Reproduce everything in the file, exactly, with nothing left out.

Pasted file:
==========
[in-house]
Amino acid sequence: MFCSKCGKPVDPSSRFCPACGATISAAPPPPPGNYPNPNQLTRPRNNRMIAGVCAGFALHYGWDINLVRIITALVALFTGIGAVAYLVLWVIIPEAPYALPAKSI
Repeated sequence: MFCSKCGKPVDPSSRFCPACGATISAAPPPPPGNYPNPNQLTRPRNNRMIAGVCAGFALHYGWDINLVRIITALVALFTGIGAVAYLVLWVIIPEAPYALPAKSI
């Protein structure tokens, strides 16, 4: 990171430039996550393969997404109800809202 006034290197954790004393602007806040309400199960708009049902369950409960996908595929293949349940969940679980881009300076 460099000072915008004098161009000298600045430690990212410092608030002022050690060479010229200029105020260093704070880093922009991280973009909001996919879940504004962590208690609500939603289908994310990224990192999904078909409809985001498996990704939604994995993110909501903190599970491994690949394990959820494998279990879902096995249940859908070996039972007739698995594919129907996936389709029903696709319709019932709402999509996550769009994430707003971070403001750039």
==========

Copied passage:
[in-house]
Amino acid sequence: MFCSKCGKPVDPSSRFCPACGATISAAPPPPPGNYPNPNQLTRPRNNRMIAGVCAGFALHYGWDINLVRIITALVALFTGIGAVAYLVLWVIIPEAPYALPAKSI
Repeated sequence: MFCSKCGKPVDPSSRFCPACGATISAAPPPPPGNYPNPNQLTRPRNNRMIAGVCAGFALHYGWDINLVRIITALVALFTGIGAVAYLVLWVIIPEAPYALPAKSI
């Protein structure tokens, strides 16, 4: 990171430039996550393969997404109800809202 006034290197954790004393602007806040309400199960708009049902369950409960996908595929293949349940969940679980881009300076 460099000072915008004098161009000298600045430690990212410092608030002022050690060479010229200029105020260093704070880093922009991280973009909001996919879940504004962590208690609500939603289908994310990224990192999904078909409809985001498996990704939604994995993110909501903190599970491994690949394990959820494998279990879902096995249940859908070996039972007739698995594919129907996936389709029903696709319709019932709402999509996550769009994430707003971070403001750039």